Richard W. Gould

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Remote sensing of coastal areas requires multispectral satellite images with a high spatial resolution. In this sense, WorldView-2 is a very high resolution satellite, which provides an advanced multispectral sensor with eight narrow bands, allowing the proliferation of new environmental monitoring and mapping applications in shallow coastal ecosystems.(More)
Most ocean color algorithms are designed for optically deep waters, where the seafloor has little or no effect on remote sensing reflectance. This can lead to inaccurate retrievals of inherent optical properties (IOPs) in optically shallow water environments. Here, we investigate in situ hyperspectral bottom reflectance signatures and their separability for(More)
Total suspended particulate matter (TSM) in estuarine and coastal regions usually exhibits significant natural variations. The understanding of such variations is of great significance in coastal waters. The aim of this study is to investigate and assess the diurnal and seasonal variations of surface TSM distribution and its mechanisms in coastal waters(More)
We estimated surface salinity flux and solar penetration from satellite data, and performed model simulations to examine the impact of including the satellite estimates on temperature, salinity, and dissolved oxygen distributions on the Louisiana continental shelf (LCS) near the annual hypoxic zone. Rainfall data from the Tropical Rainfall Measurement(More)
This study presents an unsupervised fuzzy c-means classification (FCM) to observe the shoreline positions. We combined crisp and fuzzy methods for change detection. We addressed two perspectives of uncertainty: (1) uncertainty that is inherent to shoreline positions as observed from remote sensing images due to its continuous variation over time; and (2)(More)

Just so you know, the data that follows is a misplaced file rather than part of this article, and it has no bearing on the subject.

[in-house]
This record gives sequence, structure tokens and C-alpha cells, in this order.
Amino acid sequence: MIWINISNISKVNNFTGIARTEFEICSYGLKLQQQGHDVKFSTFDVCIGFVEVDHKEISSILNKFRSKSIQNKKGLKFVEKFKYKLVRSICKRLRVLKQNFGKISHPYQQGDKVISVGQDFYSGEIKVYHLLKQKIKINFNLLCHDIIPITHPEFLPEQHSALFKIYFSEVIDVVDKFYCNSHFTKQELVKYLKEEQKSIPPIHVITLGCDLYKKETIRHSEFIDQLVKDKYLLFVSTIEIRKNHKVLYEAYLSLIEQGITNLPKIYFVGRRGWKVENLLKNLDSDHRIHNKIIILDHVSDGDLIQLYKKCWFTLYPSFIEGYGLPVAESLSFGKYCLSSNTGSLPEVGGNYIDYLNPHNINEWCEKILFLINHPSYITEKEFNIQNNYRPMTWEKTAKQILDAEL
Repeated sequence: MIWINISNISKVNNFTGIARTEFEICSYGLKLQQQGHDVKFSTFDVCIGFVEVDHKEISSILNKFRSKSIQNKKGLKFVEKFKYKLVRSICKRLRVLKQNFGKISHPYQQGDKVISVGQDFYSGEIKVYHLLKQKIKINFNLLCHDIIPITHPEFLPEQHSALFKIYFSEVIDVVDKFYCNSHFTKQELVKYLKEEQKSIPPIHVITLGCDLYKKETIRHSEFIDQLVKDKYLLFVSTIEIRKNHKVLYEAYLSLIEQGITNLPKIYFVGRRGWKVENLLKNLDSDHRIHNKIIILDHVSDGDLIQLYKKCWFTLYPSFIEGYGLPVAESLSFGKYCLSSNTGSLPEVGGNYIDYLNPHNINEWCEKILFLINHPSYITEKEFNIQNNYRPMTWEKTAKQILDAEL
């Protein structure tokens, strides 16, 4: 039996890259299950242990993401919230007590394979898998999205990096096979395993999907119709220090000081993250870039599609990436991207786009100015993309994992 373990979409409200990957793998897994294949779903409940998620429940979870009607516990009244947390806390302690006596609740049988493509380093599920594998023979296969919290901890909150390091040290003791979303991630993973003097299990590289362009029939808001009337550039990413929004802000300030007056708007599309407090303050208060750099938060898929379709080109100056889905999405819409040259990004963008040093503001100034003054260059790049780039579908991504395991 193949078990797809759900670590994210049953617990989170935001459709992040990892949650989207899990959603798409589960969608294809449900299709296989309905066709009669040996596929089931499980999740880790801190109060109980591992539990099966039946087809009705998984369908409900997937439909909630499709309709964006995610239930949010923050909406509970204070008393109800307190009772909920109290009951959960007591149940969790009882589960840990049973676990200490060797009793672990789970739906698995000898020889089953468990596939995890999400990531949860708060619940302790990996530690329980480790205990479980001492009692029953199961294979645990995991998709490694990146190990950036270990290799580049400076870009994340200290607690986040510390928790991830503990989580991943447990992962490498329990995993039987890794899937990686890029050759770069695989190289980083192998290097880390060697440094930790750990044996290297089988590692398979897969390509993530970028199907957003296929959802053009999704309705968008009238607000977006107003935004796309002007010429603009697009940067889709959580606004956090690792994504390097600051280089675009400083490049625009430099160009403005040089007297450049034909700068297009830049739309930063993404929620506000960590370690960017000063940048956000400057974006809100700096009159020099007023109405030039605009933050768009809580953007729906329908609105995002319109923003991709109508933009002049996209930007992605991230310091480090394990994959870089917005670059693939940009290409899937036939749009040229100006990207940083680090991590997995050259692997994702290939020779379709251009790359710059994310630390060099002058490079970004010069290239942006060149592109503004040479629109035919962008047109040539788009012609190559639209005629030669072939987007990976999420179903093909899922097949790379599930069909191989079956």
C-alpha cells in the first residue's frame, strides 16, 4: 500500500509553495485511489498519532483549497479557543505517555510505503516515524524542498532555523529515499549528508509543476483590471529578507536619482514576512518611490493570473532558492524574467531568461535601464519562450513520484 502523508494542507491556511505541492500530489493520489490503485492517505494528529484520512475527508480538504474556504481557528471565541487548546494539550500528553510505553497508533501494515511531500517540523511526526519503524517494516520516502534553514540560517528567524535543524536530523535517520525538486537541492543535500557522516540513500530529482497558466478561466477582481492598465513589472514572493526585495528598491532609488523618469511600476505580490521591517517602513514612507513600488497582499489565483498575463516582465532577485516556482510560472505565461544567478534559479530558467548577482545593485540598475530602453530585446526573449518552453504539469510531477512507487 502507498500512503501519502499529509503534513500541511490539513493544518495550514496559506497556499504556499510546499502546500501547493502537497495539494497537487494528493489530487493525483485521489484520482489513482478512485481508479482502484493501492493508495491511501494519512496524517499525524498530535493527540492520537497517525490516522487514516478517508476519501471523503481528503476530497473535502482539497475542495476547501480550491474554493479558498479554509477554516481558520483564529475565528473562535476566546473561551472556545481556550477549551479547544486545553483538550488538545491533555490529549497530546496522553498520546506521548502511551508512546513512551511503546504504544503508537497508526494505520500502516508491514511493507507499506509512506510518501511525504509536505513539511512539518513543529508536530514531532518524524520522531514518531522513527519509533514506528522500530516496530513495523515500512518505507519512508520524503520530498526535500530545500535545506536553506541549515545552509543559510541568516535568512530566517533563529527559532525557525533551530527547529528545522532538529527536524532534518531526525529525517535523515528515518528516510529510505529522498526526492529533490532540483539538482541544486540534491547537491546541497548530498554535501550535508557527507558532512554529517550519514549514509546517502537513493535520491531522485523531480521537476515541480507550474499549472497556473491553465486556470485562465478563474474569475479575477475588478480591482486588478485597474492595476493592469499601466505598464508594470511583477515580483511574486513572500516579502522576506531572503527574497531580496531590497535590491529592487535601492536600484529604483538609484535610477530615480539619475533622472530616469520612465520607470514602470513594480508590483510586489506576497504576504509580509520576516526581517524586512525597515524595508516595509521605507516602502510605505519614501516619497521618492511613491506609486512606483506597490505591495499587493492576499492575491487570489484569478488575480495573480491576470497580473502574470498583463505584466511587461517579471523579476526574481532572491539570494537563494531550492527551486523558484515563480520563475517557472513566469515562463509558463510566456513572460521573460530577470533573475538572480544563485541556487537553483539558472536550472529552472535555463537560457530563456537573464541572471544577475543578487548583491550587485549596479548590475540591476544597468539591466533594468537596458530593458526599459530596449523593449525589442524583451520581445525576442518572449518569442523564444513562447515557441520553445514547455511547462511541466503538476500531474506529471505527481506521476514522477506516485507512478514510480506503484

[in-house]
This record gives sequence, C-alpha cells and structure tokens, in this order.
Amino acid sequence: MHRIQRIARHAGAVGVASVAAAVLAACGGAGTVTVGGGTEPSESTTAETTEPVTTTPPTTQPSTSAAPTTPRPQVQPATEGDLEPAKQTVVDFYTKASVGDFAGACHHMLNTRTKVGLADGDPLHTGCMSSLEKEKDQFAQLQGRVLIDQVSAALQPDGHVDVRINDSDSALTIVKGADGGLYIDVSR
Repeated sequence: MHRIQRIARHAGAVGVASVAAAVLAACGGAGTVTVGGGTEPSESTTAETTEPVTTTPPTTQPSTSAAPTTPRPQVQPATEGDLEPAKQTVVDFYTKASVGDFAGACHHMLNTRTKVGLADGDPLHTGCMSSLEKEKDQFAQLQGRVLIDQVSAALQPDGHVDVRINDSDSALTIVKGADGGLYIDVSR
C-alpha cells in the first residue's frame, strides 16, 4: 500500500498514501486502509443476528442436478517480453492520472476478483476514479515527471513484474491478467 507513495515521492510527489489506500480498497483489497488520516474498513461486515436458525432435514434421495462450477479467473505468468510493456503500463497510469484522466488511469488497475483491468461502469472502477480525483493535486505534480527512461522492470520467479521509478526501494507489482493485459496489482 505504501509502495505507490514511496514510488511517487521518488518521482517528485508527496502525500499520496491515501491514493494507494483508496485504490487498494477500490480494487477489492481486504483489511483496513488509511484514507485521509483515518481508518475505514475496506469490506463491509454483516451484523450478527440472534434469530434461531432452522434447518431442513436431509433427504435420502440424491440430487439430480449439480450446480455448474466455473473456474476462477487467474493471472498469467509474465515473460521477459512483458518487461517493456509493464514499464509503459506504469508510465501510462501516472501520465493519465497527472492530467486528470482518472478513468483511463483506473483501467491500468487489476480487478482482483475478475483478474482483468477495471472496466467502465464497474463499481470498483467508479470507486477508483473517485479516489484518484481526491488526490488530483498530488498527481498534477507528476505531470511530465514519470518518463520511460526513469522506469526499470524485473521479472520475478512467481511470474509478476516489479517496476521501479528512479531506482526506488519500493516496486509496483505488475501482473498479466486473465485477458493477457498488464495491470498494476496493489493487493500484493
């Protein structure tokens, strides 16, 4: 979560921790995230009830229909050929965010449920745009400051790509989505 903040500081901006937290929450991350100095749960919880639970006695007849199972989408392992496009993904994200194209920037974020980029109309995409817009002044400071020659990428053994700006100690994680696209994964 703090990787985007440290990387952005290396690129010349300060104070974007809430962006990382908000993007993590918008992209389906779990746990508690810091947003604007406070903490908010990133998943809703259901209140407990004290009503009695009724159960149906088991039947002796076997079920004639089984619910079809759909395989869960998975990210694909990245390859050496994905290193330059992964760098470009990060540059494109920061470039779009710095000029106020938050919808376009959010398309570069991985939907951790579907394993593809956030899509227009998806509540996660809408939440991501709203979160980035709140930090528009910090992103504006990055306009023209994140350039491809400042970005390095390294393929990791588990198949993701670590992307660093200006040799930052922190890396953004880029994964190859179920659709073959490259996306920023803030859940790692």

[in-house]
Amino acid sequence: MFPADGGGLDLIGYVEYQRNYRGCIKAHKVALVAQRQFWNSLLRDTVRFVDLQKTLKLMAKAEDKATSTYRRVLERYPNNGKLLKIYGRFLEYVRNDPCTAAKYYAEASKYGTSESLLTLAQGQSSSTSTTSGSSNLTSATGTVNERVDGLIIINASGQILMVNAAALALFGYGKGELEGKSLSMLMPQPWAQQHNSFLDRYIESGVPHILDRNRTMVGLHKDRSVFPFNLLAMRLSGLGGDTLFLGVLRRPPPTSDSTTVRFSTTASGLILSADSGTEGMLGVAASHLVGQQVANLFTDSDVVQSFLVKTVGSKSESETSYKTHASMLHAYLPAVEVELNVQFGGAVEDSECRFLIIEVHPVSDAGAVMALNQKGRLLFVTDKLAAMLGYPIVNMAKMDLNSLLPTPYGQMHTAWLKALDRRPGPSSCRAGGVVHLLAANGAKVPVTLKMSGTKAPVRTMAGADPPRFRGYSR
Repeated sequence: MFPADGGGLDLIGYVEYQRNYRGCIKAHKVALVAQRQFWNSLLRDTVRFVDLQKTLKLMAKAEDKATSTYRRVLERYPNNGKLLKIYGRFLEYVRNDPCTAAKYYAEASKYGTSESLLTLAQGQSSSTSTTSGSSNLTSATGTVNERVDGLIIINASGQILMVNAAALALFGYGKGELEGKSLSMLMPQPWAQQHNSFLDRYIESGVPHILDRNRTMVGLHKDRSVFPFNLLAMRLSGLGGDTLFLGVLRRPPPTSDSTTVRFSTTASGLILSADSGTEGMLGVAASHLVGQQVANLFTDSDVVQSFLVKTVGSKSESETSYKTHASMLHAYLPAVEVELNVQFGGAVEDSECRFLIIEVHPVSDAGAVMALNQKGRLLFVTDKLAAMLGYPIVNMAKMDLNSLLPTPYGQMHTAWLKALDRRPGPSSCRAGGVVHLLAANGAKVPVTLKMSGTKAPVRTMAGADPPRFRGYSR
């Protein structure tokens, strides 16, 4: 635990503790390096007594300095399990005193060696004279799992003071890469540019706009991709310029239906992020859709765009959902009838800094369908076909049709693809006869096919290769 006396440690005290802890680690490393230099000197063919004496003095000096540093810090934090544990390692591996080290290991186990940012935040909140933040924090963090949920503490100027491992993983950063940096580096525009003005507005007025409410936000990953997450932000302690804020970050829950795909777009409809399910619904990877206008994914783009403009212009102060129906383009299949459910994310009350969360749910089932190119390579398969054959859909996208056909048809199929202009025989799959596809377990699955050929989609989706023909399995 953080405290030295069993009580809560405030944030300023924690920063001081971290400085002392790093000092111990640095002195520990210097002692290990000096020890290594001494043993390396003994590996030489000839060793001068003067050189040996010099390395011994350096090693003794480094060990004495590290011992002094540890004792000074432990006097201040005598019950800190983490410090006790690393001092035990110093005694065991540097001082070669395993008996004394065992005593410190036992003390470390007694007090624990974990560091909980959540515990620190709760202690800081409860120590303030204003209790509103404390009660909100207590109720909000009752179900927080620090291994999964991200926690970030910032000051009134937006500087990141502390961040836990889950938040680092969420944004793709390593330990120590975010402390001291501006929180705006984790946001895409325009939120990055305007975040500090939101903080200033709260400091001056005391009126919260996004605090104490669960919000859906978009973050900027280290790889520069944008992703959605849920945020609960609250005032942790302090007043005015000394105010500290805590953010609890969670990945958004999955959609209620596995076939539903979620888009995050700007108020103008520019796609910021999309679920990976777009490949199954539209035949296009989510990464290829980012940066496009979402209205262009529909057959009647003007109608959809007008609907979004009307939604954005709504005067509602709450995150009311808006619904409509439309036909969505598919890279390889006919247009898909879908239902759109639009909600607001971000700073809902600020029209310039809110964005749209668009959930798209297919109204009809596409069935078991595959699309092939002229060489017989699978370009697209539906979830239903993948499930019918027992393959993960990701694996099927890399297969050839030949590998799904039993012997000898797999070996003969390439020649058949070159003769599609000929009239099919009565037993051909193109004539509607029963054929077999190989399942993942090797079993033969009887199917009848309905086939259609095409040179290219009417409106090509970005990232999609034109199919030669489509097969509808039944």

The Special Issue (SI) on " Remote Sensing in Coastal Environments " presents a wide range of articles focusing on a variety of remote sensing models and techniques to address coastal issues and processes ranging for wetlands and water quality to coral reefs and kelp habitats. The SI is comprised of twenty-one papers, covering a broad range of research(More)
The Geostationary Ocean Color Imager (GOCI) is the first geostationary ocean color sensor in orbit that provides bio-optical properties from coastal and open waters around the Korean Peninsula at unprecedented temporal resolution. In this study, we compare the normalized water-leaving radiance (nLw) products generated by the Naval Research Laboratory(More)
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